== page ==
APC XS 1300 UPS Using 2 AGM Batteries

My trusty APC XS 1300 UPS’s battery died and wouldn’t keep a charge anymore. I really like this UPS, so I wasn’t ready to give up on it yet.

Original Battery

I first set out to buy a replacement battery, APCRBC109, but at $109.00, it was almost as expensive as a whole new unit. The APCRBC109 is 2 SLA 12v 9Ah batteries, which means its 2 sealed lead acid 12 volt 9 amp hour batteries that are wired in series to product 24 volts.

An amp-hour in its basic idea would be you can get 1 amp for 9 hours or 9 amps for 1 hour at 12 volts each.

So, if we were to use the UPS at full power we can estimate how long the battery on the UPS would last. This would give a estimate to compare other batteries with. You can get the total rating from the specs, 780 watts. To figure out how many amps it will draw from the battery, use the watts formula:

Watts is voltage x amperage, w = v x a. Re-arrange it so a = w / v
780w / 24v = 32.5 amps

In a perfect condition (ignoring UPS electronics loss, heat, etc)

9ah / 32.5a = 0.277 hours

Or about 16 minutes run time at full power. Pretty good to protect against short power outages, but we can do better if we want.

Replacement Battery

I bought 2 AGM 12v 55ah batteries.

If I apply the same formula as above, I can calculate theoretical run-time.

55ah / 32.5a = 1.69 hours

Or about 101 minutes! That makes sense because our new batteries hold about 6.11 times more power (55ah / 9ah) then the old ones.

The batteries need to be hooked up in a series, or positive to negative, circuit to create 24 volts (voltage is added in series) in the same way the original batteries do.  The batteries wont fit into the UPS, so I picked up 2 battery cases from Amazon and a resettable fuse.  The fuse was tied in series with the batteries just in case too much power is being drawn.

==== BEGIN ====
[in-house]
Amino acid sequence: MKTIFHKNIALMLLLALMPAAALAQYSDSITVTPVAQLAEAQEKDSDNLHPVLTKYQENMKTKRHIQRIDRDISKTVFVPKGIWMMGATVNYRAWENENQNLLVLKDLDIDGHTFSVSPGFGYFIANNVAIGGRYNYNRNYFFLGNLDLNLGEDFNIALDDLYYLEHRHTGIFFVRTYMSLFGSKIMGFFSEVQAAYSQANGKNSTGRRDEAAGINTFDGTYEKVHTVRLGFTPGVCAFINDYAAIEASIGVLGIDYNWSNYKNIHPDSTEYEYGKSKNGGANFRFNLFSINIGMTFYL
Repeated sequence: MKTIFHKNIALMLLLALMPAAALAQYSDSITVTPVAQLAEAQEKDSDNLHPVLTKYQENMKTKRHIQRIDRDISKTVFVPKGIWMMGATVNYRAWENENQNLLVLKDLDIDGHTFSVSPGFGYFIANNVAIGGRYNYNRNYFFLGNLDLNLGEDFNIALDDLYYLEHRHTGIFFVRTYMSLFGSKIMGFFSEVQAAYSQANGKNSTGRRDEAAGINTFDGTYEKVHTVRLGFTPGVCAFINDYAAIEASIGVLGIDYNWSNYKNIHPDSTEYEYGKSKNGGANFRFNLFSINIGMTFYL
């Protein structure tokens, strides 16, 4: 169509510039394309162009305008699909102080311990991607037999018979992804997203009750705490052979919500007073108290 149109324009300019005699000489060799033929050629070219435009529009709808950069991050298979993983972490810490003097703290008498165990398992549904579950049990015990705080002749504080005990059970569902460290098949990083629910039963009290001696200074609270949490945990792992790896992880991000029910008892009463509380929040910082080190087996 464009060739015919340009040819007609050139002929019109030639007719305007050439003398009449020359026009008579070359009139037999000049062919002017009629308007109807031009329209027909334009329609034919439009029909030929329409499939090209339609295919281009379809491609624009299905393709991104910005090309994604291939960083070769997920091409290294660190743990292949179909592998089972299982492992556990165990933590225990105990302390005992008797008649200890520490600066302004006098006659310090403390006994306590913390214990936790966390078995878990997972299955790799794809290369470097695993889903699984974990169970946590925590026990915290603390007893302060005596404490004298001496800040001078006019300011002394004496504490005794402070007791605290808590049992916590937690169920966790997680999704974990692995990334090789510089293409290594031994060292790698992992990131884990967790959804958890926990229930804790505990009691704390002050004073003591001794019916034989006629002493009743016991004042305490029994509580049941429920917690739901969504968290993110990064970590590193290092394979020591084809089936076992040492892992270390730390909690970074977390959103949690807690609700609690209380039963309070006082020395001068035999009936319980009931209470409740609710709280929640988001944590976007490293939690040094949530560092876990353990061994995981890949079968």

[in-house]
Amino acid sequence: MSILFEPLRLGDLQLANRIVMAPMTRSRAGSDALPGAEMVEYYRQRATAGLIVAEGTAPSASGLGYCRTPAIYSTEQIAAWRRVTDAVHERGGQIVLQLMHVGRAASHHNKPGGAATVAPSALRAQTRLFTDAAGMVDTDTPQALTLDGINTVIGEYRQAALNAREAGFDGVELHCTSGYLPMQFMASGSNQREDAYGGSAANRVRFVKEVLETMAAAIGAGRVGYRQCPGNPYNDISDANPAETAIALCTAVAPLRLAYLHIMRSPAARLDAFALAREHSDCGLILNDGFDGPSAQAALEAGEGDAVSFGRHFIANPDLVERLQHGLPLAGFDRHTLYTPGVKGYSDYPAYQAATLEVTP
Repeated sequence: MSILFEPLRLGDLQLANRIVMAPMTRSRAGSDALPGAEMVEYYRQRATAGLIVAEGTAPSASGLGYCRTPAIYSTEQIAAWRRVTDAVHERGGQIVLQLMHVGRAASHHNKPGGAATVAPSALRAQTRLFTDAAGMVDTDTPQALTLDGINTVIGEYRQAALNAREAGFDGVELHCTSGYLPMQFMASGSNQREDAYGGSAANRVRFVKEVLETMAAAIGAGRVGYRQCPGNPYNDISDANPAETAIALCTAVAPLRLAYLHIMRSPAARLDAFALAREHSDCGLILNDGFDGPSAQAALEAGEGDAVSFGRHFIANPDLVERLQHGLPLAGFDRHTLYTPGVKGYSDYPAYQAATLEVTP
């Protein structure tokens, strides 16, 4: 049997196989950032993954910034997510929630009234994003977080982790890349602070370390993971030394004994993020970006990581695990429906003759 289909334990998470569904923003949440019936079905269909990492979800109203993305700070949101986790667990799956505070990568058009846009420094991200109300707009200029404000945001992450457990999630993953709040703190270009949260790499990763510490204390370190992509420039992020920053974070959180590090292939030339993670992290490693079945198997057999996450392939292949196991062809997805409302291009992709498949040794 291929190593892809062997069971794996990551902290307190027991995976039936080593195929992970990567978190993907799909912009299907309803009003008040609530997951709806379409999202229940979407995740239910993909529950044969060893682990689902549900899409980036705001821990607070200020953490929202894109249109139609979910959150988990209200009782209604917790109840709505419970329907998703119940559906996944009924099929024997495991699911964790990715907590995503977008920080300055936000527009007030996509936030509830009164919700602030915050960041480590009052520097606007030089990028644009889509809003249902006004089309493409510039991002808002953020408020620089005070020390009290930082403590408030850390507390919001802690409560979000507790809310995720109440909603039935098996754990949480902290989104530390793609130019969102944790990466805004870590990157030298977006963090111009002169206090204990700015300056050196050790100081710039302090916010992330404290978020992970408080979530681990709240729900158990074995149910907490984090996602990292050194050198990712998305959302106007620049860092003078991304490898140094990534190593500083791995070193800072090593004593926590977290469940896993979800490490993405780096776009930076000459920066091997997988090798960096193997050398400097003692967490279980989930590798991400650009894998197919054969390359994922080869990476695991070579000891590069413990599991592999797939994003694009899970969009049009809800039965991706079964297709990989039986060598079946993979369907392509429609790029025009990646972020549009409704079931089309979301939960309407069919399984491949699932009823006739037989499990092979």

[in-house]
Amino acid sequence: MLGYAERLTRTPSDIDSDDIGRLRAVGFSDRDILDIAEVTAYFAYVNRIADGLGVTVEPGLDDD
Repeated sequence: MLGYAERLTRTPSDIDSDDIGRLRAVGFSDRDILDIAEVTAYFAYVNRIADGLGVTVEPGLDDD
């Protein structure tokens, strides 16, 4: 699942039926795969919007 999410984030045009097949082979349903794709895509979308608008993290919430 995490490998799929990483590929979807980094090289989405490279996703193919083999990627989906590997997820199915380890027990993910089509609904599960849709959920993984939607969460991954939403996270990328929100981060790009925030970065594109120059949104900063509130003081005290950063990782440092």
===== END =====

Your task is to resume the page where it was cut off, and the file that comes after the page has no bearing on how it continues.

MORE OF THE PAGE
You can run standard AGM batteries to increase run time.

Backyard Theater

I became interested in a backyard theater while camping. There was a guy there who had just a white sheet, DVD player and a projector. It was awesome, they (him and his family) sat by the campfire and watched movies all night. It reminded me of the old drive-ins, just watching movies in the night air.

After getting home, I set out to build a system of my own. I had a few basic ideas and must-haves.

  • Cheap – Get used or make parts
  • Portable – In case I want to take it camping or a friends house
  • Bright – I want it easy to see, even in the moonlight of a full moon
  • Simple – Easy to setup/take down

After spending about 5 seconds looking at prices of new projectors, it was clear that Ebay was the way to go. There were some great deals that could be had on Ebay, but like anything else, you need to do your research. With projectors, there are so many specs on them that it can make your head spin. I’ll go over the major ones to look at:

  • Brighness / Color Light Output – Rated in lumens, this is the amount of light coming from the projector. The bigger the better, but get at least 2000, anything less will seem dark and not work very well with other light, such as moonlight.
  • Resolution – This is the number of pixels that can be displayed. The higher the better, but I recommend at least 1024×768.

I found a Epson 3LCD LCD Projector PowerLite 85 H295A but it was listed as Non-Working/Parts and didn’t have a bulb in it, so I checked Ebay again to find out how much bulbs were and since they we cheap, I bought the unit.  After installing the new bulb, the unit ran perfect.

Next thing on my list was to create a video source for it since I didn’t want to lug around my DVD player everywhere I went.  My solution for this was to load up XBMC on the RaspberryPi and run my videos from there.  The only issue was the projector had a PC VGA input, so I picked up a 1080p Hdmi Male Input to VGA +Audio Output Cable Converter Adapter on Amazon.

For audio I needed something loud, so I used an old pair of computer speakers that had a amp and subwoofer built in.  It worked out perfect, the HDMI adapter had a 3.5 mm plug that plugged right in.

Last, but not least, I needed a screen.  I found Ron-Loc Budget Blackout Lining at Joann Fabric.  This heavy cloth reflects light well and prevents light from going through.  If you’re on a budget, a white sheet works well too.

Overall, I spent less then $200 on the system for those hot summer nights to watch our favorite movies outside.

Cisco CP-7912 IP Phone

Cisco CP7912
I acquired a couple of Cisco CP-7912 IP Phones to take apart and see how they work, because around here, we love old, broken hardware to learn from and experiment with.

The Cisco 7912 usually runs SCCP (Skinny Call Control Protocol) and is not very useful for our purposes because we run Asterisk with SIP based hardware.

After googling for a bit, I found SIP firmware for this model phone, CP7912080001SIP060412A.ZIP on Cisco’s site, but you need an account with them to download the file. If you don’t have an account, try googling the file name.